Monday May 29, 2023

Relief for NSW motorists slugged with rising road tolls



Sydney drivers being slugged with spiralling road tolls will get some relief in the upcoming state budget, ahead of new price rises next month.

A 40 per cent rebate will be available for toll road users, including tradies, who spend more than $375 a year on tolls, up to a maximum of $750.

“It’s the most significant support when it comes to toll relief for families in the history of the state,” Premier Dominic Perrottet said on Tuesday.

The cashback program, part of the June 21 budget, will replace a scheme giving drivers subsidised or free vehicle registration depending on their yearly toll spend.

While that scheme will end on July 1, Mr Perrottet said drivers could still benefit for one more year because it was based on the previous financial year.

Treasurer Matt Kean said the new rebate would benefit about 300,000 more drivers than the existing registration scheme, at a cost of $520 million over two years.

“This is a small price to pay to ensure that more motorists can benefit from cash back into their bank accounts more often,” Mr Kean said.

Small businesses and tradies will be eligible for toll relief under the rebate, but heavy vehicles remain excluded.

Metropolitan Roads Minister Natalie Ward said the government wanted to encourage people to use the tolled motorway network.

“By getting people on the motorways, we get them across the network quickly, reliably and more efficiently, but more importantly, get them out of sitting in traffic and back home to their families,” she said.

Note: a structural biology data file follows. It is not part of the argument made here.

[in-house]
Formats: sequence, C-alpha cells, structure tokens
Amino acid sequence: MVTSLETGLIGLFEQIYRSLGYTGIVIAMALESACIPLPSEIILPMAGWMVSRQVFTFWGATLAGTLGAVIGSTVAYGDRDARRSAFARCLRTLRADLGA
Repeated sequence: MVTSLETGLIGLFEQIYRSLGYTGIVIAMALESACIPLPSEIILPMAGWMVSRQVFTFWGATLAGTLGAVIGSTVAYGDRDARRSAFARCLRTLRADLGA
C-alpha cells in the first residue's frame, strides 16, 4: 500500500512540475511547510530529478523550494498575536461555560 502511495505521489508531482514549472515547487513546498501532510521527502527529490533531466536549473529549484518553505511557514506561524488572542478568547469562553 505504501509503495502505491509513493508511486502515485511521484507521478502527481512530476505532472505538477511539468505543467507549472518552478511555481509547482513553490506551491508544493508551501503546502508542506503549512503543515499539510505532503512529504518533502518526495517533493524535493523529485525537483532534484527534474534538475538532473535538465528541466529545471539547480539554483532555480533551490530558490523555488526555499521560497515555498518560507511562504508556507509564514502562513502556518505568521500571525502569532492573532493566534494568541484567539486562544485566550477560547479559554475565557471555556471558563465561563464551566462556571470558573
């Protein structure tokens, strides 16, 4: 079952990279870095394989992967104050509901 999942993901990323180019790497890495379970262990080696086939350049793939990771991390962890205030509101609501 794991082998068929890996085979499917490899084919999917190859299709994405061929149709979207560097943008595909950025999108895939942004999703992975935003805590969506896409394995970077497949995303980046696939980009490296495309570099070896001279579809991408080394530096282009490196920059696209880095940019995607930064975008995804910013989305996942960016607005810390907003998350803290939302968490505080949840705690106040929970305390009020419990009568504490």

ServiceNSW will manage the rebates, which will be paid quarterly.

Drivers who apply for an existing cashback scheme on the M5 in Sydney’s south-west won’t be eligible.

“You can’t double-dip,” Ms Ward said.

For the registration scheme, private drivers will have to spend $877 on tolls to halve their rego cost and $1462 to make it free for the last year of the scheme.

NSW Opposition Leader Chris Minns said the government was trying to curry favour with drivers – particularly those in Sydney’s west – before the state election in March.

“This is a Band-Aid solution for a broken system that Dominic Perrottet created,” he said.

Some 17 of the 20 suburbs paying the most in tolls were in western Sydney, Mr Minns noted, adding a deliberate policy to privatise state assets had driven up costs.

But Mr Perrottet said privatisation had allowed the government to invest more in road infrastructure.

The toll relief could help when it came to negotiations with the toll operator, he said.

“This is an indication of where I believe a fair pricing system should be based and I think that kind of lays the foundation and the platform to go into the negotiations.”

Mr Perrottet also wants to remove flagfalls levied on drivers for moving on to a different motorway during the same journey.

A government review of the state’s tolling regime is underway.

Toll road costs are due to rise next month, just months after the last increase in April.



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